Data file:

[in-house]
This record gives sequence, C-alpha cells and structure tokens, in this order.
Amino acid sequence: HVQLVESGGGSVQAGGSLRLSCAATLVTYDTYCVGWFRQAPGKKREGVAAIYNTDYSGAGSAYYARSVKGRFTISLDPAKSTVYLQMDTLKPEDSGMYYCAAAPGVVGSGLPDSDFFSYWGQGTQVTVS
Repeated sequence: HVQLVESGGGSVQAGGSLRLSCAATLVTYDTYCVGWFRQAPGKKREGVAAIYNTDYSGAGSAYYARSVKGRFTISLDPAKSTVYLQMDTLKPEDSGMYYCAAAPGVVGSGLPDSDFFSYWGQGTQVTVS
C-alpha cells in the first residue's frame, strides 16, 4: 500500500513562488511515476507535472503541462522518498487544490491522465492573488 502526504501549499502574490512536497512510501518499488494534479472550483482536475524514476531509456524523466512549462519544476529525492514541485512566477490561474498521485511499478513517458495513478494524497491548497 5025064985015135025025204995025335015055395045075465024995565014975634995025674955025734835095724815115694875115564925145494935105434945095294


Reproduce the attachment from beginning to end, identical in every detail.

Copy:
[in-house]
This record gives sequence, C-alpha cells and structure tokens, in this order.
Amino acid sequence: HVQLVESGGGSVQAGGSLRLSCAATLVTYDTYCVGWFRQAPGKKREGVAAIYNTDYSGAGSAYYARSVKGRFTISLDPAKSTVYLQMDTLKPEDSGMYYCAAAPGVVGSGLPDSDFFSYWGQGTQVTVS
Repeated sequence: HVQLVESGGGSVQAGGSLRLSCAATLVTYDTYCVGWFRQAPGKKREGVAAIYNTDYSGAGSAYYARSVKGRFTISLDPAKSTVYLQMDTLKPEDSGMYYCAAAPGVVGSGLPDSDFFSYWGQGTQVTVS
C-alpha cells in the first residue's frame, strides 16, 4: 500500500513562488511515476507535472503541462522518498487544490491522465492573488 502526504501549499502574490512536497512510501518499488494534479472550483482536475524514476531509456524523466512549462519544476529525492514541485512566477490561474498521485511499478513517458495513478494524497491548497 5025064985015135025025204995025335015055395045075465024995565014975634995025674955025734835095724815115694875115564925145494935105434945095294